In 1912, Someone Actually Won An Olympic Gold Medal In Painting

This week, Olympic medal hopefuls are making their way to Rio de Janeiro with the necessary equipment: soccer cleats, swim caps, leotards, oars. Charging into the Games dressed in Nike swooshes and elastane, they’ll look like the sports stars of Wheaties boxes past.

Over a century ago, the Olympic scene was a bit different.

In 1912, some aspiring gold medalists trekked to Stockholm, Sweden, with pens, paintbrushes, clay and sheet music. Because, yes, the Summer Olympics that year allowed artists, architects, writers and musicians to compete in events just like the traditional athletes. So while Hawaiian swimmer Duke Kahanamoku was dominating the 100-meter freestyle race, an Italian man named Giovanni Pellegrini was also besting his rivals in painting.

The Huffington Post was reminded of this pleasant bit of Olympic trivia this week thanks to a Facebook commenter. “William Butler Yeats’ brother Jack won a silver medal in the 1924 Olympics… in painting,” the commenter wrote. And sure enough, a look at Olympics results history shows that Jack B. Yeats placed second in the 1924 painting event for his work “The Liffey Swim.” 

The first Olympic Games held under the auspices of the IOC took place in 1896. The first Games to include art events occurred in 1912 and continued until 1948. They included architecture, painting, sculpture, literature and music events, all judged by an international jury. According to The Atlantic, rules dictated that the Olympic artwork should “bear a definite relationship to the Olympic concept,” so all epic poetry, musical compositions and oil paintings were required to reflect some aspect of sports. Songs about sports, sculptures about sports. You get it.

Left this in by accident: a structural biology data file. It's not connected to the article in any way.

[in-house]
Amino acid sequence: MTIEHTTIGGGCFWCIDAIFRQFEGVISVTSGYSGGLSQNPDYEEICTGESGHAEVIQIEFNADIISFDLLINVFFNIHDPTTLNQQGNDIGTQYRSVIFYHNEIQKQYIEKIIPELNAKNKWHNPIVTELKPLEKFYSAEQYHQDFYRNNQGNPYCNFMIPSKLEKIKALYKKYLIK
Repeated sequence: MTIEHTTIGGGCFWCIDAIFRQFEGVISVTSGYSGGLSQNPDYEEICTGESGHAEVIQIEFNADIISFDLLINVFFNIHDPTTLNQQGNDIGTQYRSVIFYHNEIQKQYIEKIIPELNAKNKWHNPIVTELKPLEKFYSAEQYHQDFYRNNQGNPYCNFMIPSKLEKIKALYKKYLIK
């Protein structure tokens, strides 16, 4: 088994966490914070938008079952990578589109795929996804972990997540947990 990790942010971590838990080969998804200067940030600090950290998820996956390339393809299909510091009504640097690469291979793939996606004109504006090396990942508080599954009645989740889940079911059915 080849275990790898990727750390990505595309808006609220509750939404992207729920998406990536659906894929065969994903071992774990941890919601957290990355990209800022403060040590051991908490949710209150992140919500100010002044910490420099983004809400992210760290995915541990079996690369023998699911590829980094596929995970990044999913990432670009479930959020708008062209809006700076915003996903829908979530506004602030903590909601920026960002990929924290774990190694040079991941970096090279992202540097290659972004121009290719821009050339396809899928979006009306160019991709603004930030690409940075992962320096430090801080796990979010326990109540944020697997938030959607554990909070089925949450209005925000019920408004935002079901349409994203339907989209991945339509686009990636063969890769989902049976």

The entire concept was the brainchild of Baron Pierre de Coubertin, founder of the IOC, who saw art and sports going hand in hand. “He was raised and educated classically, and he was particularly impressed with the idea of what it meant to be a true Olympian someone who was not only athletic, but skilled in music and literature,” Richard Stanton, author of The Forgotten Olympic Art Competitions, told Smithsonian magazine. “He felt that in order to recreate the events in modern times, it would be incomplete to not include some aspect of the arts.”

Central Press via Getty Images


figcaption class=”image__caption” js-image-caption”> The finish of a race at the 1928 Amsterdam Olympics. Not pictured: the painters.


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So why don’t we talk more about the illustrious art history of the Olympics? Probably because not many artists of note took part. Famous faces like Igor Stravinsky served as judges for the events, but in terms of the competitors, most like Luxembourgian painter Jean Jacoby, Polish composer Zbigniew Turski, Swiss artist Alex Diggelmann and Danish writer Josef Petersen are less recognized. De Coubertin himself took home a medal when he submitted work under the pseudonyms George Hohrod and Martin Eschbach, and his art is not exactly hanging in the Met.

The reason for the absence of Picassos and Kahlos might have something to do with the fact that while some sports lend themselves to quantitative  and qualitative  judgement, many artists have long resisted the parameters of competitive creativity. “The dubiousness of judging aesthetic achievement by committee has been a common subject for complaint ever since awards began proliferating like wildflowers in the last half-century,” Charles Isherwood wrote for The New York Times

Most likely, the dearth of talent was tied to the fact that “professional” artists were discouraged from competing in the Olympics due to the Games’ amateur status requirement, prohibiting paid artists and athletes from participating. 

Olympic art-making ended in 1948. Interest in the events had been dwindling, so organizers opted to replace them with a noncompetitive exhibition that would show concurrently with the Games. Sadly, art medals awarded over the years were deleted from the official Olympic record. 

Today, we have only the incredulous comments on Facebook to conjure memories of Olympic artists. Which, for a brief moment, might be enough to distract us from the crisis and doubt plaguing the Rio Olympics right now.

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